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An easy walk to Zion's big waterfalls.

At the head of a small box canyon in Zion National Park, Utah, are two big falls, which really gush after a rainstorm; you can get to either by an easy walk from the main canyon road.

The more spectacular, called Weeping Rock, sheds unending tears as water percolates down from the headlands through the rock's thick sandstone layers. In spring and late fall, however, these tears become a torrent, as thundershowers send a cascade of water over the rock. The Weeping Rock Trail is an easy walk, just 1/2 mile round trip, and pleasant in fall's 65[deg.] days (summer temperatures reach into the 100s). The trail gets rather wet and slippery at the end; walk carefully and protect your camera from spray.

You can reach the falls into Lower Emerald Pool a 1/2-mile walk on the level trail across from Zion Lodge. The 80-foot cascade runs year-round, dropping into mineral tinted waters.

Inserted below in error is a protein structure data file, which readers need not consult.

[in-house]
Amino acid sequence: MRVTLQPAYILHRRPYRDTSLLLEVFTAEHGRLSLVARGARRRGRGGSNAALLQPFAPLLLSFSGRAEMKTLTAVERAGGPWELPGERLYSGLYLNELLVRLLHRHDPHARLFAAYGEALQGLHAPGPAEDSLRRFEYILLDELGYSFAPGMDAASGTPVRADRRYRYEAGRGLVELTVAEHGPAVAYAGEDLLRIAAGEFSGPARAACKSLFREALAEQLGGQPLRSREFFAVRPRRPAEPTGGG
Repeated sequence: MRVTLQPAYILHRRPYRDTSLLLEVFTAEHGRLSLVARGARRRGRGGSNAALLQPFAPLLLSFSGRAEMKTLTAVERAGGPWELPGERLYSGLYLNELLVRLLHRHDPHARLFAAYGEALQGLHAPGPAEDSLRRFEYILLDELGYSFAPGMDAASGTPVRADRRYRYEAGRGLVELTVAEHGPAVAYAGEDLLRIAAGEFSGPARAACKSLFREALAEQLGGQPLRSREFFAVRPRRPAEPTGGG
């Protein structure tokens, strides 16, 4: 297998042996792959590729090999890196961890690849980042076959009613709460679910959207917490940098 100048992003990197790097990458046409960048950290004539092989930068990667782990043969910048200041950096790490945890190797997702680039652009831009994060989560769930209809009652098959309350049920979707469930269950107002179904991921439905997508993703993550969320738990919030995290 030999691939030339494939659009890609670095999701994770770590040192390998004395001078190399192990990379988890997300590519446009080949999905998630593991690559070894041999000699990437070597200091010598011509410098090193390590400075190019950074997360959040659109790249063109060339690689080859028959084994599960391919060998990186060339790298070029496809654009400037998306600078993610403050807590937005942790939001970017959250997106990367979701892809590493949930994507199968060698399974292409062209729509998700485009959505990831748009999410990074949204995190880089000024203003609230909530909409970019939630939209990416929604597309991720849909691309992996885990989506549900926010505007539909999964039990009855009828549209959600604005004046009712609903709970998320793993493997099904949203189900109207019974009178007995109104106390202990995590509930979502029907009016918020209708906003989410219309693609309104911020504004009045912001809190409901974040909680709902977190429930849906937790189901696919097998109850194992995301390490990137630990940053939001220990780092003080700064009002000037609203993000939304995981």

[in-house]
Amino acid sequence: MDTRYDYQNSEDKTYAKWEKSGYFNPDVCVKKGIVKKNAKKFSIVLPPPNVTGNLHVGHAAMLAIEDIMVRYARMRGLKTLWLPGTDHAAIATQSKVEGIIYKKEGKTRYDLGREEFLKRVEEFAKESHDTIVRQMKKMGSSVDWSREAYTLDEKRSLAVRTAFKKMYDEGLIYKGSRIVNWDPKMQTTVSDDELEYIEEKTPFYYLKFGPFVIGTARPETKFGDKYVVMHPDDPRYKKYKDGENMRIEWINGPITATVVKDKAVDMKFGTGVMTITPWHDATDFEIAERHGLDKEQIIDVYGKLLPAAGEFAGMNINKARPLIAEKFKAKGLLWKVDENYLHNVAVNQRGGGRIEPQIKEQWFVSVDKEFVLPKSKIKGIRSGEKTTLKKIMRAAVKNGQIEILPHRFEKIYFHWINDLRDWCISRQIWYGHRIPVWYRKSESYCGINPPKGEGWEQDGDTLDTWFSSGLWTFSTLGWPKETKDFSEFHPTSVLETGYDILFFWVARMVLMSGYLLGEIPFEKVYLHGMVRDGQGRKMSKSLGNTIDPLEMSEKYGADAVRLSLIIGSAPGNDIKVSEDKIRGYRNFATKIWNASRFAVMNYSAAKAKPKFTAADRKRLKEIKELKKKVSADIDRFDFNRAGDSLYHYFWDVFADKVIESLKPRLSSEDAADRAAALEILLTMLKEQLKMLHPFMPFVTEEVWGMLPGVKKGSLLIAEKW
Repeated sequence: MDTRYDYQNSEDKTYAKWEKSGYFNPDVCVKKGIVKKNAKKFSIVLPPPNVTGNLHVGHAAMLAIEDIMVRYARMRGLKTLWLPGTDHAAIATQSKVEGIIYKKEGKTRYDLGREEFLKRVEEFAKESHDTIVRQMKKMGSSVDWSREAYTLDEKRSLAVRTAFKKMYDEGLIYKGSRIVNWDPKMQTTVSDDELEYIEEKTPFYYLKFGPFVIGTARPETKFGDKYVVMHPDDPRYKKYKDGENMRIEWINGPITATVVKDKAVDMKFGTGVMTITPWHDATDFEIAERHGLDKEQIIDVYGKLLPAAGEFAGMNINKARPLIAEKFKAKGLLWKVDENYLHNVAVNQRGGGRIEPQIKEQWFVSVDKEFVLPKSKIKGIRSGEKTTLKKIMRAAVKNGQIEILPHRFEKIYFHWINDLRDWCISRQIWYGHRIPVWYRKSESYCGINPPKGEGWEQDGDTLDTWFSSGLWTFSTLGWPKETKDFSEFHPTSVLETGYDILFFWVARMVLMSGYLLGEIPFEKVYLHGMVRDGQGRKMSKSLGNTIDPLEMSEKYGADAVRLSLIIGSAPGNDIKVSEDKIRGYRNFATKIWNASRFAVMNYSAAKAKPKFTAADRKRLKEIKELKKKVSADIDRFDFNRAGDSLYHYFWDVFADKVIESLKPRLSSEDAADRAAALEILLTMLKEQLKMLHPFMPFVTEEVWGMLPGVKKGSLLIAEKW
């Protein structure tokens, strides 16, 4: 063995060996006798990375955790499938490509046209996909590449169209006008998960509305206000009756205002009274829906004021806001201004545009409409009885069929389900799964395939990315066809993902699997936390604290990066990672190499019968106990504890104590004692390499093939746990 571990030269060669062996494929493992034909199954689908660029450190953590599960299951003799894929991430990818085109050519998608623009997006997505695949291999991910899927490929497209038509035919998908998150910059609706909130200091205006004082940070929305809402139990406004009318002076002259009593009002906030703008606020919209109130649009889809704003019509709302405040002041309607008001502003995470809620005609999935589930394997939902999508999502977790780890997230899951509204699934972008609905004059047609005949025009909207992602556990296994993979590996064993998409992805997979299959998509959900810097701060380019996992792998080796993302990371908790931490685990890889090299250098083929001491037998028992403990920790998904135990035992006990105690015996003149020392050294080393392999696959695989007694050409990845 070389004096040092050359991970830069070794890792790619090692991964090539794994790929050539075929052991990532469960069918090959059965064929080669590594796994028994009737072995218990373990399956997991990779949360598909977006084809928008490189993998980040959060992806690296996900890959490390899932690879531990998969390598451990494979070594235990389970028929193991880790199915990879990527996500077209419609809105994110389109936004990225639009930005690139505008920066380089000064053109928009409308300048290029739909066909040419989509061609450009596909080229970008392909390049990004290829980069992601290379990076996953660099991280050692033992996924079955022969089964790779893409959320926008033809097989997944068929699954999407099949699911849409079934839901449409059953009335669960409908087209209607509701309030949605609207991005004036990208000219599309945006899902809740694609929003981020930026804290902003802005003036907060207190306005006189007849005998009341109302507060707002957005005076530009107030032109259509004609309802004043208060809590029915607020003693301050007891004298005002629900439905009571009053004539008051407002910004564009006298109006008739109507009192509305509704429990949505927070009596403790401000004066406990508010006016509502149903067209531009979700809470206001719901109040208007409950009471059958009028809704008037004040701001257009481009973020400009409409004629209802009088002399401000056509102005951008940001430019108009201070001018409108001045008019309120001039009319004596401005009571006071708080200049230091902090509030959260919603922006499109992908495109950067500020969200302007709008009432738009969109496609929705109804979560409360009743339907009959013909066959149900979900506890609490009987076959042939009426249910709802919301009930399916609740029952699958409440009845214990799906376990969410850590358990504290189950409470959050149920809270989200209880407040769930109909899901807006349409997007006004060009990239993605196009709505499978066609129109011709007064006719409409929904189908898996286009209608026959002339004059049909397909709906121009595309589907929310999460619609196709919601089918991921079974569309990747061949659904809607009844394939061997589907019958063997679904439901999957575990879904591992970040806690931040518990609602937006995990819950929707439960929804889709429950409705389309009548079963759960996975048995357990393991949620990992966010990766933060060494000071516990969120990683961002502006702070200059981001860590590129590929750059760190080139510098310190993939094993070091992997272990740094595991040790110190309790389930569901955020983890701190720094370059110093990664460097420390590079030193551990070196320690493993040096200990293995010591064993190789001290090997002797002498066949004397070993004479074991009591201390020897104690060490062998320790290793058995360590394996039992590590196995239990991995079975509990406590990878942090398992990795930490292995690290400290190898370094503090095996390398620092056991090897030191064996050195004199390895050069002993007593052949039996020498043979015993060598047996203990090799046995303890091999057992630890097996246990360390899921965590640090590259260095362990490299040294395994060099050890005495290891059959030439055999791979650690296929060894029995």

The park itself is lovely in fall, cool and unhampered by the crowds that clog its main roads in summer. And the falls are an added reason to detour here if you're traveling on nearby Interstate 15 anytime in late fall or early winter.

Zion is 43 northeast of St. George; from Interstate 15, take State 9 east 33 miles to the park. Admission is free now through March. The Weeping Rock Trail parking lot is off the main Zion Canyon Road, about 5 miles north of the visitor center (open 9 to 5 daily).
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Title Annotation:Zion National Park, Utah
Date:Nov 1, 1984
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